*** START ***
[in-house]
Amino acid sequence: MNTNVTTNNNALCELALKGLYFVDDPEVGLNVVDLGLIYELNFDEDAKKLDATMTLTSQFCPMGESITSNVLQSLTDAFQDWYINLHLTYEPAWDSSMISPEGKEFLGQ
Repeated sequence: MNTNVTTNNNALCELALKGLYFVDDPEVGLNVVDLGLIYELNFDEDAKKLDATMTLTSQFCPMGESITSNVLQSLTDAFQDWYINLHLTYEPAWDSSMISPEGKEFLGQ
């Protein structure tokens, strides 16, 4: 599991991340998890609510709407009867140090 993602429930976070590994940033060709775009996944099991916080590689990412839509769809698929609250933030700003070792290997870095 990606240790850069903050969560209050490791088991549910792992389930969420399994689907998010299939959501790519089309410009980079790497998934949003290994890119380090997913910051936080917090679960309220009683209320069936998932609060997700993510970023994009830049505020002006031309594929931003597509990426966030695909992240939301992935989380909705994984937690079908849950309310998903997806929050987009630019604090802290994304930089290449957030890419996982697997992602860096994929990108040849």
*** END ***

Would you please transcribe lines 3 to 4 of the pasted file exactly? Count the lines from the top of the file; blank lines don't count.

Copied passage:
Repeated sequence: MNTNVTTNNNALCELALKGLYFVDDPEVGLNVVDLGLIYELNFDEDAKKLDATMTLTSQFCPMGESITSNVLQSLTDAFQDWYINLHLTYEPAWDSSMISPEGKEFLGQ
């Protein structure tokens, strides 16, 4: 599991991340998890609510709407009867140090 993602429930976070590994940033060709775009996944099991916080590689990412839509769809698929609250933030700003070792290997870095 990606240790850069903050969560209050490791088991549910792992389930969420399994689907998010299939959501790519089309410009980079790497998934949003290994890119380090997913910051936080917090679960309220009683209320069936998932609060997700993510970023994009830049505020002006031309594929931003597509990426966030695909992240939301992935989380909705994984937690079908849950309310998903997806929050987009630019604090802290994304930089290449957030890419996982697997992602860096994929990108040849």